PONCE DE LEON — As the sky went black, Ben McDaniel walked down a narrow dock and slipped into the clear water of Vortex Spring. It was hot on Wednesday, Aug. 18, 2010, with a high of 90 and a weak breeze. The 68-degree spring felt good, even if Ben wore a dive mask, fins and a wet suit.
The handsome, athletic 30-year-old had been diving in Florida for the past few months, trying to escape a mess back home in Memphis. A failed business, a broken marriage, a dead brother.
Ben's folks had suggested he move to their Santa Rosa Beach condo, just Ben and his chocolate Lab, Spooner, to clear his head in the water and sunshine.
He dove earlier that day, poking around in the cave at the bottom of the spring basin, as though he were preparing for something. At 6-feet-2 and 220 pounds, he was hard to miss. Several people noticed him that day testing equipment and sitting on the bank, jotting in his dive log.
He switched on his lights as he began his descent into Vortex Spring. Two divers saw him coming, lights aglow, his white helmet surging toward the mouth of the cave, toward a sign that said STOP, toward another bearing a picture of the Grim Reaper and the words: GO NO FARTHER. THERE'S NOTHING IN THIS CAVE WORTH DYING FOR.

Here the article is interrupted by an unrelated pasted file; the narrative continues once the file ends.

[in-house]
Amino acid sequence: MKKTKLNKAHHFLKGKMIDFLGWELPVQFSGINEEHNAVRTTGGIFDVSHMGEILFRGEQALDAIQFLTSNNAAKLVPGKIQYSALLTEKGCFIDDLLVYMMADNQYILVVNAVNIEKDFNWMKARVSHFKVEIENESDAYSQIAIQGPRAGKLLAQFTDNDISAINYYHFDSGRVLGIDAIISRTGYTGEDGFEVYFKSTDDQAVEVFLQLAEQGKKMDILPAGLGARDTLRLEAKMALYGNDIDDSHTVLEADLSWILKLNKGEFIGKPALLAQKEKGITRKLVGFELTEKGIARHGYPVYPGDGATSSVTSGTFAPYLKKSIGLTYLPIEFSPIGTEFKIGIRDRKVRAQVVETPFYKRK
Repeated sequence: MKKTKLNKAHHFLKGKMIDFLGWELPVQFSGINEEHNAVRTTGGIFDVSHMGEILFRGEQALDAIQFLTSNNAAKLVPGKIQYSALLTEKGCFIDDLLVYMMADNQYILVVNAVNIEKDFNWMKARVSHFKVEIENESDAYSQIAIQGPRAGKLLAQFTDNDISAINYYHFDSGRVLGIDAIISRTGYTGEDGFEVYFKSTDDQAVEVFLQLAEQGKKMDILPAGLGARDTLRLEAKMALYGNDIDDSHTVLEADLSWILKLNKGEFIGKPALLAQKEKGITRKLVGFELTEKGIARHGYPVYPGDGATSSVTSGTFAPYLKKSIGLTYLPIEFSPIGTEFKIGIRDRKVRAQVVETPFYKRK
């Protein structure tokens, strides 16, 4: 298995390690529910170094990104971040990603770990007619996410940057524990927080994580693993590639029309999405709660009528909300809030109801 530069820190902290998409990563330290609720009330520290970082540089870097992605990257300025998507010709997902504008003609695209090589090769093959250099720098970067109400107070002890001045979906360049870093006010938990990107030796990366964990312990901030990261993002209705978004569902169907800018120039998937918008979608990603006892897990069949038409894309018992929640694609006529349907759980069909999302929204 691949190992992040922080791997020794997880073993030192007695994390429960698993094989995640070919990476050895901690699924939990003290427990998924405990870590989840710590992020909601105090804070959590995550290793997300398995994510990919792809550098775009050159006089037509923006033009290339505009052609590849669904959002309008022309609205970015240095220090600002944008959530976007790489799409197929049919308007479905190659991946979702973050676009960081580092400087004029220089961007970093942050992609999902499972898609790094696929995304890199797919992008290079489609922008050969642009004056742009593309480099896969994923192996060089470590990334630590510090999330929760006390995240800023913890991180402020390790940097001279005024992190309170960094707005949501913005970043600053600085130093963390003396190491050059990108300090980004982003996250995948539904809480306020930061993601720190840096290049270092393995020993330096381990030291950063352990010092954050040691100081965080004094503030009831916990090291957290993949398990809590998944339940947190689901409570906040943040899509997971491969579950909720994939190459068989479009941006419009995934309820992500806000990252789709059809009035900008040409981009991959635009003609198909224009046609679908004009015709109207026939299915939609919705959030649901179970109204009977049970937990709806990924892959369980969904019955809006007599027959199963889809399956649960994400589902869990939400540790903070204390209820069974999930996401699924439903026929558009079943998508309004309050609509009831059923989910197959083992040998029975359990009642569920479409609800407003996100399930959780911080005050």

And then he was gone.
• • •
No one noticed the GMC pickup in the parking lot Thursday. Some 30,000 divers, swimmers, campers come through Vortex Spring a year, and it's busy on hot summer days.
On Friday morning, Eduardo Taran, a longtime employee of Vortex Spring, one of the men who had seen Ben descending Wednesday night, called the sheriff.
The deputies treated the spring like a crime scene, stringing yellow police tape around the perimeter and parking an ambulance nearby. They found Ben's wallet, which held his driver's license, his diver certifications and some cash. His dive log was detailed. He had mapped the cave.
Holmes County Sheriff's Capt. Harry Hamilton thought it looked like Ben had prepared to make a deep dive. Hamilton needed help.
Word spread through the diving community. They knew Vortex Spring, between the wire grass of south Alabama and the sugar-sand beaches of the gulf coast, could be deadly. Thirteen people died at Vortex in the 1980s, when cave diving was young. Those numbers fell as safety improved. Now, only about a half-dozen die a year in underwater caves worldwide, and most are open-water divers not familiar with the dangers. Caves can collapse. Chambers can disorient and steal one's sense of direction. Silt can blind. Tight restrictions can snare hoses, tanks and people.
The recovery divers who gathered to look for Ben knew those risks. They had decades of experience and some knew Vortex well. They knew the deeper you go the more treacherous it becomes.
The mouth of the cave starts about 50 feet beneath the surface. From there a narrowing tunnel descends into the darkness. About 300 feet into the cave, the tunnel is sealed by a gate. Divers must show the proper certification at the dive shop to get the key. From there, the cave grows challenging even for the skillful. Some tight spots measure 10 inches from floor to ceiling. Divers must wear tanks on their sides to squeeze through.